And of course, I thought about Rocco, my buddy Rocco. One day toward the end of that summer, we called in sick, went down to Misquamicut and met these two girls from Warwick on the beach. They had these broad Rhode Island accents–“Rawww-co!”–but they were really pretty, so we joked and flirted with them all morning, then grabbed some lunch and beers together. Back on the beach, I fell asleep on my towel to the sound of the girls gabbing and laughing. Next thing I knew, somebody shook my arm and I woke up all groggy and buzzed, the sun stinging my shoulders. I opened my eyes to see one of the girls, Michelle, sitting next to me. She had a head of soft black curls and her belly spilled a little over the top of her bikini, but not too much. She told me the others were in the water, then she leaned down and kissed me. The sun had been pounding on my face, so bright, until Michelle’s head blocked the light and everything was suddenly cool. I tasted the sourness of beer and the sweetness of strawberry lip gloss. We sucked face for a while, then got up and ran into the ocean together. Rocco and the other girl were heading back to the towels, so Michelle and I hung out past where the waves were breaking, bobbing up and down, kissing some more and slipping our hands inside each other’s bathing suits. Twelve years later and I could still remember her hands and lips, the chill of the ocean and the sharp heat of my body.

On the drive back from Rhode Island, I told Rocco about me and Michelle in the ocean. He didn’t believe me, kept telling me I was full of shit. I showed him Michelle’s phone number written down on a paper bag, but he grabbed it and started goofing around, and as we flew up Route 2 he let it slip out the window. I socked his shoulder and yelled at him for a while, but he swore it was an accident, and by the time we hit the Hartford traffic, we were laughing about it. What the hell, it was like it had never even happened, like I had made up the whole thing.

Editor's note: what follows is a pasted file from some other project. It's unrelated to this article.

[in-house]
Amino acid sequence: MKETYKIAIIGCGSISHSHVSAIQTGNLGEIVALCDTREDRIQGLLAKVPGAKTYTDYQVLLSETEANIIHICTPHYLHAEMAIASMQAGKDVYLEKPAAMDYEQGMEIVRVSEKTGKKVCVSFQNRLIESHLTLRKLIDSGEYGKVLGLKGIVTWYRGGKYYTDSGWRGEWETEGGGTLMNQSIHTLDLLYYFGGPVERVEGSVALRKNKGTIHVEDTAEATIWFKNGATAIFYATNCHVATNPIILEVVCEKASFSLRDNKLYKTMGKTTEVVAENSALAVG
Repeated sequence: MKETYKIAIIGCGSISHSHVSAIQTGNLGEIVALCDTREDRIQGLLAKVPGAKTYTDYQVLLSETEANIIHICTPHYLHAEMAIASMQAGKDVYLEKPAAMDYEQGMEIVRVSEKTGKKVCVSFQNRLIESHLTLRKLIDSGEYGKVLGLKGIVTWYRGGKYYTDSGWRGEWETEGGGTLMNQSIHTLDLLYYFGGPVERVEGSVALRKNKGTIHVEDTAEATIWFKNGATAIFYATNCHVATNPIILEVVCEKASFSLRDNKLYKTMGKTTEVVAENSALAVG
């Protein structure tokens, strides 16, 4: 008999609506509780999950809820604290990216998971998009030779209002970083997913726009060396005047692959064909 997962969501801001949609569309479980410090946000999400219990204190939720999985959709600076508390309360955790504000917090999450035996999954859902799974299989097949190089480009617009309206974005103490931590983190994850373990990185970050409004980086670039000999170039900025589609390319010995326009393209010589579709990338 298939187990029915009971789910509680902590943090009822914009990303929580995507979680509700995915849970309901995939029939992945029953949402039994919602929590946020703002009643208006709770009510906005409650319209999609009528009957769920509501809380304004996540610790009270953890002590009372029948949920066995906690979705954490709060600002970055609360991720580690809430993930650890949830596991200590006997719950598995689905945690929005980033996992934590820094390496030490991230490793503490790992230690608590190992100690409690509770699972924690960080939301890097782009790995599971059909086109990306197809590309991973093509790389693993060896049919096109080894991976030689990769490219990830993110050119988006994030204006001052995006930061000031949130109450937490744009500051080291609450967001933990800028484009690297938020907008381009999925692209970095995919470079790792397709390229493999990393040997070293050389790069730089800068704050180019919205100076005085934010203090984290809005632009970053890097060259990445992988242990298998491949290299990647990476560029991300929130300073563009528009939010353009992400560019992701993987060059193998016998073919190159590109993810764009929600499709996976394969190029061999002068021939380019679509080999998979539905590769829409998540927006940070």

A month later Rocco got called up for the draft and the next spring he was KIA on Hill 937, and that was that.

On the TV, the so-called experts were done talking, so I got up and shut it off, carried my empties and Karen’s soda can to the kitchen and turned off the lights. Upstairs in the dark, Karen snored softly, and even though it took me a long time to get to sleep, I left her alone.


©2017 Sarah H. Gilligan

About Sarah: For Sarah, it’s all about the words. She is currently completing The Genius of Connecticut, her collection of linked short stories; has previously written a series of essays about her tangle with breast cancer; and has helmed Cerebration, her writing and graphic design firm, for more than twenty-five years. She recently earned an honorable mention in the 2017 Short Story America Prize. Sarah lives in Connecticut with her husband and two daughters.